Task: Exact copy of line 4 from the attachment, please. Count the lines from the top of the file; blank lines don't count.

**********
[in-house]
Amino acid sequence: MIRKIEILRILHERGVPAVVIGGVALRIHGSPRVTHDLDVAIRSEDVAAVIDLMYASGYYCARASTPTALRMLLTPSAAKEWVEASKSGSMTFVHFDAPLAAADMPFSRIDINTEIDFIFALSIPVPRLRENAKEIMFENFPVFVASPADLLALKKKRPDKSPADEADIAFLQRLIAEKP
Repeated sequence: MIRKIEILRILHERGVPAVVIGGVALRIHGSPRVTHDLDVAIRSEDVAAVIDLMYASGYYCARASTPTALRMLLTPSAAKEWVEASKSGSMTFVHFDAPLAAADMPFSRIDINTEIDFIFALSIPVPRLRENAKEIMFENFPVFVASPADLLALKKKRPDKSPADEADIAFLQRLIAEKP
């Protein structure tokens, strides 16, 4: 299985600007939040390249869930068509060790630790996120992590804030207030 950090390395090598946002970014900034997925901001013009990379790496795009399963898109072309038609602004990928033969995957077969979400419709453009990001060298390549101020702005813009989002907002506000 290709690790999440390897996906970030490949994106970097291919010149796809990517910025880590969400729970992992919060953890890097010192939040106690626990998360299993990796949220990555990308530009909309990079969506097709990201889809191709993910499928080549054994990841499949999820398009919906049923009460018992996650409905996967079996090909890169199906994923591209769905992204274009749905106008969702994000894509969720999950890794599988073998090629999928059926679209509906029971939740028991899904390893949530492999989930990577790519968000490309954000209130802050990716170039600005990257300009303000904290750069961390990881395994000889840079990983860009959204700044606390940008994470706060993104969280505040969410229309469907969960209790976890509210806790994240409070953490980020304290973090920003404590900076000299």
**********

């Protein structure tokens, strides 16, 4: 299985600007939040390249869930068509060790630790996120992590804030207030 950090390395090598946002970014900034997925901001013009990379790496795009399963898109072309038609602004990928033969995957077969979400419709453009990001060298390549101020702005813009989002907002506000 290709690790999440390897996906970030490949994106970097291919010149796809990517910025880590969400729970992992919060953890890097010192939040106690626990998360299993990796949220990555990308530009909309990079969506097709990201889809191709993910499928080549054994990841499949999820398009919906049923009460018992996650409905996967079996090909890169199906994923591209769905992204274009749905106008969702994000894509969720999950890794599988073998090629999928059926679209509906029971939740028991899904390893949530492999989930990577790519968000490309954000209130802050990716170039600005990257300009303000904290750069961390990881395994000889840079990983860009959204700044606390940008994470706060993104969280505040969410229309469907969960209790976890509210806790994240409070953490980020304290973090920003404590900076000299």